One of the latest cybersecurity threats affecting healthcare is the “zero-day” attack. This happens when a threat actor exploits a vulnerability in software that is either not yet known to the developer, or is known, but not yet patched. The term “zero-day” signifies that there is no time between discovery of the vulnerability and when it is exploited by bad actors.
In 2010 browsers were hit hard by zero-day attacks. Adobe products (Flash, Reader), Internet Explorer, Java, Mozilla Firefox, Windows XP and many others were hit.
Microsoft software has suffered from zero-day attacks multiple times. The attacks often hit right after Microsoft delivers its patches. Cybercriminals take advantage of Microsoft’s monthly security update cycle by timing attacks just after the second Tuesday of each month when Microsoft releases its fixes. Ironically, the attacks show Microsoft what the new vulnerabilities are, but it usually takes weeks before they can issue the fix.
The attackers’ motivation is financial gain. Zero-day exploits are incredibly valuable on the black market. In the past, only threat actors with deep pockets could use zero-day exploits, but unfortunately they are becoming much more common among cyber criminals of all types. Personal information is sold for a profit – and medical identity is the very most valuable, more so than social security numbers and credit card information.
Rising Threat in Healthcare
Lately, zero-day attacks are hitting the healthcare sector more often. The Health Sector Cybersecurity Coordination Center (HC3) recently issued a threat brief outlining risks and mitigation tactics associated with zero-day attacks in healthcare.
Recent zero-day attacks affecting healthcare include:
- A widespread and dangerous attack on thousands of Microsoft Exchange email servers in March 2021 allowed cyber criminals to access organizational emails, revealing sensitive corporate information including electronic protected health information (PHI). The attackers infiltrated beyond email – they gained a foothold in some healthcare environments and escalated administrative access to networks and applications.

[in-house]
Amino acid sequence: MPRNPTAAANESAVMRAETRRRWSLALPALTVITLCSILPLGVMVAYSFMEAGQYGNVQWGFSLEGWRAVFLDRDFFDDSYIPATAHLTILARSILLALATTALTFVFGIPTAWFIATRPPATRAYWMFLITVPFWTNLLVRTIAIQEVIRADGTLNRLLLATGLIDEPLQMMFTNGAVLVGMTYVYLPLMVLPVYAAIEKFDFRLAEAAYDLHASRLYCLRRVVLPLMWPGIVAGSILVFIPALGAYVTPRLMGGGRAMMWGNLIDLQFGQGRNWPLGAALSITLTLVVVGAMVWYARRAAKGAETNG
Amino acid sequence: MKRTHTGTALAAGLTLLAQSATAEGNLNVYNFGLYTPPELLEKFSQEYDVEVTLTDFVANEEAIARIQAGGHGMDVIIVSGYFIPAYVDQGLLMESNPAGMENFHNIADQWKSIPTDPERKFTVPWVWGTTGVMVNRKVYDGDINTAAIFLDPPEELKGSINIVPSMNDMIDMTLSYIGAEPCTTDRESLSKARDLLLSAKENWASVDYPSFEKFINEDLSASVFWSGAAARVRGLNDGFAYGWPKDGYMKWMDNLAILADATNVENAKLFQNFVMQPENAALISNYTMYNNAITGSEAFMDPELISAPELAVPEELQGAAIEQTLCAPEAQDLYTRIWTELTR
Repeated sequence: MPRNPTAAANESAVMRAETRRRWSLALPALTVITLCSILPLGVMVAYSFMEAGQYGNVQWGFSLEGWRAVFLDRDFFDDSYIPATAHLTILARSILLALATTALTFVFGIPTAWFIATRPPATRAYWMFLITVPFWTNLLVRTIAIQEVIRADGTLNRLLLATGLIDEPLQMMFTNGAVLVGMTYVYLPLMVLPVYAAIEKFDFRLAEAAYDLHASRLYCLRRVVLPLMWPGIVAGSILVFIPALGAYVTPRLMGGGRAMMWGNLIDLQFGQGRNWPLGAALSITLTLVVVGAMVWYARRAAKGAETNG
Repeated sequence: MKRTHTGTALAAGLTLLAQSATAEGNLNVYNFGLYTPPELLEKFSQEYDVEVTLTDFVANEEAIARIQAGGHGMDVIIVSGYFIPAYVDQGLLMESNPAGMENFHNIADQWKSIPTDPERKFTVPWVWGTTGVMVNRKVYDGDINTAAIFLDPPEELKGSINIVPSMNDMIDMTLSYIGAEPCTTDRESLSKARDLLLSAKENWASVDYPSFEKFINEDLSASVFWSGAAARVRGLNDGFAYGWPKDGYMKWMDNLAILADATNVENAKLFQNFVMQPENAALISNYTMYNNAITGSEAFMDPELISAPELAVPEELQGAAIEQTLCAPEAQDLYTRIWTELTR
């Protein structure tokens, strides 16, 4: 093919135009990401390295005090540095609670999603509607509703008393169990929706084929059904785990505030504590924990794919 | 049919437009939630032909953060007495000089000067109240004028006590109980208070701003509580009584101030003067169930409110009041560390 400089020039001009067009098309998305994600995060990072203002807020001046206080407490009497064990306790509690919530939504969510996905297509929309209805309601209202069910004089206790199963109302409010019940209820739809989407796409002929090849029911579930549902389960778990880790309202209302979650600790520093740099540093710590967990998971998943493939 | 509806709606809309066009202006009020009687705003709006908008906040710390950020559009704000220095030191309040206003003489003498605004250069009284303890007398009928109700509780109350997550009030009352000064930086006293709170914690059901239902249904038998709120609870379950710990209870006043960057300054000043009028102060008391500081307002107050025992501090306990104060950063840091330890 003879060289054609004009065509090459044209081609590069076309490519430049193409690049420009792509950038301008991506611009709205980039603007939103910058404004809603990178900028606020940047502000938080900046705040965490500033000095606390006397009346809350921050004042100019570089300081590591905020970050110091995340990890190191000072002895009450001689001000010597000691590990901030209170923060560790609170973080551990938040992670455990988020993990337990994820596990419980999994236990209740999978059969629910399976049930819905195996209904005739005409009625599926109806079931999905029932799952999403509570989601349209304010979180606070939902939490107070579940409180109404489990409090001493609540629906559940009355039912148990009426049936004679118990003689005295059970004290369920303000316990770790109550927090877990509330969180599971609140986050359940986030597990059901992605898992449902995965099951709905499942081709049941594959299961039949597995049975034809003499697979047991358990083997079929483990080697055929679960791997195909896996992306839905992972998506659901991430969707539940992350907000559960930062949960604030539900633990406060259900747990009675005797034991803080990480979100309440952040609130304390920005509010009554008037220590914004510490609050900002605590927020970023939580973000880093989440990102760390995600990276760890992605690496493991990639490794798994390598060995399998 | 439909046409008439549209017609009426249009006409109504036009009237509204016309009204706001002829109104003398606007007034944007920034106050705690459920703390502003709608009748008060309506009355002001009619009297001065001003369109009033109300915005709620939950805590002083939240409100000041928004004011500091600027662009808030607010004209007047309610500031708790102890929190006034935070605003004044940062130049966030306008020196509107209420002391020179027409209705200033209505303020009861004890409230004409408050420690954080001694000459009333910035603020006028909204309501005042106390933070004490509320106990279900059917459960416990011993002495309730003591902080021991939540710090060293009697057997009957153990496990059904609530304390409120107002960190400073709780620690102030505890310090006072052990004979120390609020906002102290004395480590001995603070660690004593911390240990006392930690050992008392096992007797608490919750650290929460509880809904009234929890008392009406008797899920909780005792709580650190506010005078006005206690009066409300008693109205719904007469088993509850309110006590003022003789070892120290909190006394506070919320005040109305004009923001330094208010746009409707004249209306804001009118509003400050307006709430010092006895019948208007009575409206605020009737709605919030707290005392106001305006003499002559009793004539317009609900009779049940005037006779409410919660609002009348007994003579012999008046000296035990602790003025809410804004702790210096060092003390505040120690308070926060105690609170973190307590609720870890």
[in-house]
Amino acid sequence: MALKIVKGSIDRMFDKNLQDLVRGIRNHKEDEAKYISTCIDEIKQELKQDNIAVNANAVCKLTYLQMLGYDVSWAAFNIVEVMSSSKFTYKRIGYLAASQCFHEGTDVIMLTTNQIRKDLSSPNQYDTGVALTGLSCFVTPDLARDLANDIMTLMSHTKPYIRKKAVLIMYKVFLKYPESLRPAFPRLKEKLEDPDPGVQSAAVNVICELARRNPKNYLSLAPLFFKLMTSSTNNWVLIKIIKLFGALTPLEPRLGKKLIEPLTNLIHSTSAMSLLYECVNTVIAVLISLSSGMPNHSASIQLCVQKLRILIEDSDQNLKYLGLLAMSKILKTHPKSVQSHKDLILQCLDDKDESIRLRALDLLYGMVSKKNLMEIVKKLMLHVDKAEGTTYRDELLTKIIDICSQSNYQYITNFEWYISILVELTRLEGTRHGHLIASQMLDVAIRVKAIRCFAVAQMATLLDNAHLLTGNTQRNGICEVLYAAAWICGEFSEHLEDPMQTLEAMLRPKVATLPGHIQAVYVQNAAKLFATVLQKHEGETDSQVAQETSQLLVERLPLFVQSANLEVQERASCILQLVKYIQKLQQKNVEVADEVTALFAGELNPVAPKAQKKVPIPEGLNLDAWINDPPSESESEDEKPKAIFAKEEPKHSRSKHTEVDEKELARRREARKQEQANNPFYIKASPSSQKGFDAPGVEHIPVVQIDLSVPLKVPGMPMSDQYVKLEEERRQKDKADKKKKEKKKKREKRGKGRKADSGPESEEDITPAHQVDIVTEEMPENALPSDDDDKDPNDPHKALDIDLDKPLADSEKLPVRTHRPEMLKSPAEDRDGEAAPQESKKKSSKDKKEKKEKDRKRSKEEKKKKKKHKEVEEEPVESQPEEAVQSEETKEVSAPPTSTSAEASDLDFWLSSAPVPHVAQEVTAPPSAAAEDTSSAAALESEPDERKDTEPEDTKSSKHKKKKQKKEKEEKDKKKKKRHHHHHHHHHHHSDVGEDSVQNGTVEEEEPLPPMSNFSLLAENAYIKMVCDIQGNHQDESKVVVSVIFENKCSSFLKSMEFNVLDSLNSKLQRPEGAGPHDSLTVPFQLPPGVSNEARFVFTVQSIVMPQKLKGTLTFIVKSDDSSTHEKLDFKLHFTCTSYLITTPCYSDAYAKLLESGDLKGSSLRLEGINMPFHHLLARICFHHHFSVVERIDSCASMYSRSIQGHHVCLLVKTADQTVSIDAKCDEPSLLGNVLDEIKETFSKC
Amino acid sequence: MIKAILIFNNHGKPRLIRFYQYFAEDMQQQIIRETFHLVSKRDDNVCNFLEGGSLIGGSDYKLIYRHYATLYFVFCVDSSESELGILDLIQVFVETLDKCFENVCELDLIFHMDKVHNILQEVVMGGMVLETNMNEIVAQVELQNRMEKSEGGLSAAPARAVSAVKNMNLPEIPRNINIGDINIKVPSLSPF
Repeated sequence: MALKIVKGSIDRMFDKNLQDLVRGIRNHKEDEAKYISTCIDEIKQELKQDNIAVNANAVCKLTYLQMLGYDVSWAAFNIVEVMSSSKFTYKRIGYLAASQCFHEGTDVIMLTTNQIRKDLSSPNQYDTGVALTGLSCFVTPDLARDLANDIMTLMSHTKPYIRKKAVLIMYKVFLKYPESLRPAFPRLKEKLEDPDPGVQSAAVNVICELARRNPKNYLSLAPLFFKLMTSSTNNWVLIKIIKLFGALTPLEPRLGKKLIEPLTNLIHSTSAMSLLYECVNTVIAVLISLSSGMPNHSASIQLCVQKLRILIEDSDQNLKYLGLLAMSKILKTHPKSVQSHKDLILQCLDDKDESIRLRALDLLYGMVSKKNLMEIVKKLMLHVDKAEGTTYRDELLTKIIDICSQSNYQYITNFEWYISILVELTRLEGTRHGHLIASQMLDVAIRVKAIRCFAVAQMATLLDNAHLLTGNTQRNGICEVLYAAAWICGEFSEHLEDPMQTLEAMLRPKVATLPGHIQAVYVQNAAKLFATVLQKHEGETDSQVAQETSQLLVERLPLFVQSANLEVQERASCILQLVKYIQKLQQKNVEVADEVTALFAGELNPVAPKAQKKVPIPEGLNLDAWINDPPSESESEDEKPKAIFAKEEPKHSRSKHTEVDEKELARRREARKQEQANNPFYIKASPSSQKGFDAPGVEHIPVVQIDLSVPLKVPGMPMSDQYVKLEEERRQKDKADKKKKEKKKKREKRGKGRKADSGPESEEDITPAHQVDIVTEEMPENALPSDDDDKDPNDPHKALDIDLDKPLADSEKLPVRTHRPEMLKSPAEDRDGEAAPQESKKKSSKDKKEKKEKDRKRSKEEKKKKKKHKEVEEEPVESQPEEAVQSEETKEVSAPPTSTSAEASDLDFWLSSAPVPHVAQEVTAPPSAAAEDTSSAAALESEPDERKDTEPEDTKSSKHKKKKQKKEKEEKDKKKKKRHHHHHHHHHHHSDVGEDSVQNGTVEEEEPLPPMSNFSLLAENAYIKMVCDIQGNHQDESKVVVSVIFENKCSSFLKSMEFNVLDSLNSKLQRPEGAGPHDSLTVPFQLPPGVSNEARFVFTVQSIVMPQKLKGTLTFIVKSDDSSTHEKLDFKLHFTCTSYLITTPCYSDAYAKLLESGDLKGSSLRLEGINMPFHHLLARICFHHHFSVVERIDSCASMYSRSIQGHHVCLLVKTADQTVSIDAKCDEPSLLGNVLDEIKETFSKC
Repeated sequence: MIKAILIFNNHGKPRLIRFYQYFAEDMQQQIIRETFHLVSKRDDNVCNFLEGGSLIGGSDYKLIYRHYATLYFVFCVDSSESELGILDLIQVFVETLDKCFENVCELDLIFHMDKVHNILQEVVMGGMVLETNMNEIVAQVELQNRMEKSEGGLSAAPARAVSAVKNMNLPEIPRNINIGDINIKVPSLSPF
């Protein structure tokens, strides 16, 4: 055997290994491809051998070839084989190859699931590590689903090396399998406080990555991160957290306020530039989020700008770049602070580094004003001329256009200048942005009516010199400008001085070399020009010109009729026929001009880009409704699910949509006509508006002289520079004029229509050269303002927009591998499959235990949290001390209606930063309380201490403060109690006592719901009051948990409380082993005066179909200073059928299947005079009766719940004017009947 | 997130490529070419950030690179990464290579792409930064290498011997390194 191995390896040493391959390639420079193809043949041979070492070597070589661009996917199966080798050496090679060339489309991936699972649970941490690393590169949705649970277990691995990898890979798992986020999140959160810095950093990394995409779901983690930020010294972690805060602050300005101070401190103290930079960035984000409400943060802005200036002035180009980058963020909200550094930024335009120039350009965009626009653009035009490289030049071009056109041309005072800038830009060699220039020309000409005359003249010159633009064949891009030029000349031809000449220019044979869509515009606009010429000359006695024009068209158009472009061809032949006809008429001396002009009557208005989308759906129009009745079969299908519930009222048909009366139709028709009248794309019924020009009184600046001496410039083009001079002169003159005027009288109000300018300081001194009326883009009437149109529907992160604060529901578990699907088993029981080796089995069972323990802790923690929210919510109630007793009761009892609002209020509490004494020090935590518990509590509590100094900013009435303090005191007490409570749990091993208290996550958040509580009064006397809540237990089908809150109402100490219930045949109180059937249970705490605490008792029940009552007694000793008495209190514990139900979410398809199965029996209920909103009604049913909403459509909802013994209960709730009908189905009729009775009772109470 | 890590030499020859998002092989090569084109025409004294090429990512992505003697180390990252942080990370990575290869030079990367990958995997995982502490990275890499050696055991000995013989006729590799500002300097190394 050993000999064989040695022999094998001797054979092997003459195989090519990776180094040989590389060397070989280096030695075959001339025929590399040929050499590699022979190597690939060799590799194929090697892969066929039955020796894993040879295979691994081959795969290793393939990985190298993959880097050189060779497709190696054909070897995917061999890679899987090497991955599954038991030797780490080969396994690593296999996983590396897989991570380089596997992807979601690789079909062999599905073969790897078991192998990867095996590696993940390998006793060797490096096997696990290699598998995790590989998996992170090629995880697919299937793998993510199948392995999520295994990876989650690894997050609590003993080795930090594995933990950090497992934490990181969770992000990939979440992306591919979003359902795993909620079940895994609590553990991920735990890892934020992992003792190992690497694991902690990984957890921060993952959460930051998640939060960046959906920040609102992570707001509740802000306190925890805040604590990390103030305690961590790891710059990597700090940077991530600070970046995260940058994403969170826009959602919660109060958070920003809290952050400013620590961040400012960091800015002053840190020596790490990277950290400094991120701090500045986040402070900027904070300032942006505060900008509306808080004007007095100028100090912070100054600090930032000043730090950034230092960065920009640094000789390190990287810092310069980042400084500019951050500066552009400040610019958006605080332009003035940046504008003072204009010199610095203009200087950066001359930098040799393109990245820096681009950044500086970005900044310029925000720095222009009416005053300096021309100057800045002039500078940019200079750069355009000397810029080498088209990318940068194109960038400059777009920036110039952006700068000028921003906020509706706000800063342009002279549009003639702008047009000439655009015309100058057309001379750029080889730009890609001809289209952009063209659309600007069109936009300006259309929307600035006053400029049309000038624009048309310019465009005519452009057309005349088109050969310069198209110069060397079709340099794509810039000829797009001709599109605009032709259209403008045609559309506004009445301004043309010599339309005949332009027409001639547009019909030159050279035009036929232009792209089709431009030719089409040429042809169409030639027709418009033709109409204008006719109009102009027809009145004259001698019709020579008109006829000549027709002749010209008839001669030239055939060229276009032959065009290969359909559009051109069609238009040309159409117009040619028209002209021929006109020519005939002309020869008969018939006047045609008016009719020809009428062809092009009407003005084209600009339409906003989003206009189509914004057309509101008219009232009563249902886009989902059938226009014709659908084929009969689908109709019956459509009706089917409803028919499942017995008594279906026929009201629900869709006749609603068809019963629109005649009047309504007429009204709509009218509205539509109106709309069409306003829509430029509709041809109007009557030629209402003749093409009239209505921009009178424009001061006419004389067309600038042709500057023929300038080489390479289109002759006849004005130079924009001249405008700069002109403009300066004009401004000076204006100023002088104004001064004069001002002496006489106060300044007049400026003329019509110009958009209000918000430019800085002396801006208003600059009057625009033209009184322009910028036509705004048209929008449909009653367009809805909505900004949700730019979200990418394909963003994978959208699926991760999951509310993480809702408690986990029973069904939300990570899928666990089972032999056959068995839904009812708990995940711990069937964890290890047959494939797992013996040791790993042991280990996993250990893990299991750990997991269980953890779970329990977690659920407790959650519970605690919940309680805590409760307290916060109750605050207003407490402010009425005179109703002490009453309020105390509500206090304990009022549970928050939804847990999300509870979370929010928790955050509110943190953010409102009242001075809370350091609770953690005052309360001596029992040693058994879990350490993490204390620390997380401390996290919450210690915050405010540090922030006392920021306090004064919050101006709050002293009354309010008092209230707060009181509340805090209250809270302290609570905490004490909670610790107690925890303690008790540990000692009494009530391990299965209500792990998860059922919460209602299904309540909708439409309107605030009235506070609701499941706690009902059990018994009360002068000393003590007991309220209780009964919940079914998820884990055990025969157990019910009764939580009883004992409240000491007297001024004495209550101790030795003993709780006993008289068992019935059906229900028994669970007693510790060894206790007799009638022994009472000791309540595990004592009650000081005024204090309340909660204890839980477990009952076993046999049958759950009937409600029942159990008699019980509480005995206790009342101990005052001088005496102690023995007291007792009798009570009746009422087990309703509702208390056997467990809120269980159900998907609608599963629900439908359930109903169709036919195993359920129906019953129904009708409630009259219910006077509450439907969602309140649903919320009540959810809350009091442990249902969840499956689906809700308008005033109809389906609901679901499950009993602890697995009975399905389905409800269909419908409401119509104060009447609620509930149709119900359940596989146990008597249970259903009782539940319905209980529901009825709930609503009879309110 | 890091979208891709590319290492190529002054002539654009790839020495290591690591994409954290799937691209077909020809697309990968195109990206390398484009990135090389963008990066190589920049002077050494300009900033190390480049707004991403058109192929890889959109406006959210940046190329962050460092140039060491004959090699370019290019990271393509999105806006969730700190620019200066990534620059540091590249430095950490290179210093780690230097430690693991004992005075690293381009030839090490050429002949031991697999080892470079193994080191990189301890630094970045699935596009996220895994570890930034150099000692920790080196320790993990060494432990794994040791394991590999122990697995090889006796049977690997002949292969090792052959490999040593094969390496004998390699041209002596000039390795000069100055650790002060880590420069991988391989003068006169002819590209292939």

- An open source healthcare records application OpenClinic was hit in August 2020 exposing patients’ test results. Users were urged to stop using the program after developers failed to respond to reports of four zero-days. The cyber criminals were able to obtain files containing protected health information (PHI).
- Pneumatic tube systems used by hospitals to transport bloodwork, test samples, and medications were affected by a zero-day attack in August 2021. The attackers exploited flaws in the control panel software which allowed for unauthenticated and unencrypted firmware updates.
One reason healthcare is especially vulnerable is because there are so many medical devices connected to the internet used in healthcare setting, from blood pressure monitors, to infusion pumps and pacemakers. These devices are part of the Internet of Things, or IoT, woven into modern life for efficiency and convenience. Smart home products, like voice activated speakers, thermostats and appliances are some examples. These devices are just as vulnerable to security risks as computers and tablets. In healthcare, medical devices are often part of legacy systems, and yet they’re critical for patient care and safety. Tracking all the devices and keeping them current with updated software is a challenge, opening risk to patient safety and security.
Risk Management Reduces Risk
Although zero-day attacks can be surprising, fast and far-reaching, there are things you can do to lower the risk of attack, and lessen the impact if it happens. Cybersecurity experts at HC3 recommend that organizations “patch early, patch often, patch completely”.
Cybersecurity experts also recommend:
- regular HIPAA Risk Analysis and ongoing Risk Management, including a security risk assessment,
- follow the vendor’s specific instructions about patching and mitigation, because each situation is unique
- consider using a web-application firewall to review incoming traffic and filter out malicious input to prevent threat actors from reaching security vulnerabilities
- keep anti-malware and anti-virus software protection current
The best defense to cybersecurity threats in healthcare is HIPAA compliance. Complete a Risk Analysis at least once a year and follow a Risk Management Plan every day; the analysis surfaces risks and vulnerabilities in your own organization and provides specific advice to minimize those risks.